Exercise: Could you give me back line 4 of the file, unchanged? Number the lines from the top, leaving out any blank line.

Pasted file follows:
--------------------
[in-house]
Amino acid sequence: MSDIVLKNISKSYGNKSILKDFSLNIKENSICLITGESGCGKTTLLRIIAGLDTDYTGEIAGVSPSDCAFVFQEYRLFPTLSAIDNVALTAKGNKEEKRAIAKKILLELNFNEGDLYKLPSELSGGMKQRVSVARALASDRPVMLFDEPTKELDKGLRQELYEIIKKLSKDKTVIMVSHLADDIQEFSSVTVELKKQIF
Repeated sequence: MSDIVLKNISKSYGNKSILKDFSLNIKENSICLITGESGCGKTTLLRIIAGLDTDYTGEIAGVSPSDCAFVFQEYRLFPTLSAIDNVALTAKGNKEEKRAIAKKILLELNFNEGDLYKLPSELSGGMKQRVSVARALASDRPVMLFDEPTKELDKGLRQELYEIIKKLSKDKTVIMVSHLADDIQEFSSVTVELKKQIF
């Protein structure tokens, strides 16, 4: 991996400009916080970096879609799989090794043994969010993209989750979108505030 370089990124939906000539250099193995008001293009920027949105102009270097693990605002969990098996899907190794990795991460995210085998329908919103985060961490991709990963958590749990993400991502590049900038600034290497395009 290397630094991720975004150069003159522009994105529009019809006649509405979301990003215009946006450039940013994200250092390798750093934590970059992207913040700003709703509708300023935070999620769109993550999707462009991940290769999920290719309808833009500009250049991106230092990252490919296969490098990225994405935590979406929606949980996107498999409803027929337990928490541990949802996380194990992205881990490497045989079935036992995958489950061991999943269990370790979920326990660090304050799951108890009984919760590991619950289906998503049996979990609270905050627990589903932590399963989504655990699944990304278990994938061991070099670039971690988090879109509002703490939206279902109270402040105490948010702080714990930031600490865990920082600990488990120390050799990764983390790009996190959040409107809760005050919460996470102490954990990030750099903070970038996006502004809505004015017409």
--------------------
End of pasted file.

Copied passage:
């Protein structure tokens, strides 16, 4: 991996400009916080970096879609799989090794043994969010993209989750979108505030 370089990124939906000539250099193995008001293009920027949105102009270097693990605002969990098996899907190794990795991460995210085998329908919103985060961490991709990963958590749990993400991502590049900038600034290497395009 290397630094991720975004150069003159522009994105529009019809006649509405979301990003215009946006450039940013994200250092390798750093934590970059992207913040700003709703509708300023935070999620769109993550999707462009991940290769999920290719309808833009500009250049991106230092990252490919296969490098990225994405935590979406929606949980996107498999409803027929337990928490541990949802996380194990992205881990490497045989079935036992995958489950061991999943269990370790979920326990660090304050799951108890009984919760590991619950289906998503049996979990609270905050627990589903932590399963989504655990699944990304278990994938061991070099670039971690988090879109509002703490939206279902109270402040105490948010702080714990930031600490865990920082600990488990120390050799990764983390790009996190959040409107809760005050919460996470102490954990990030750099903070970038996006502004809505004015017409």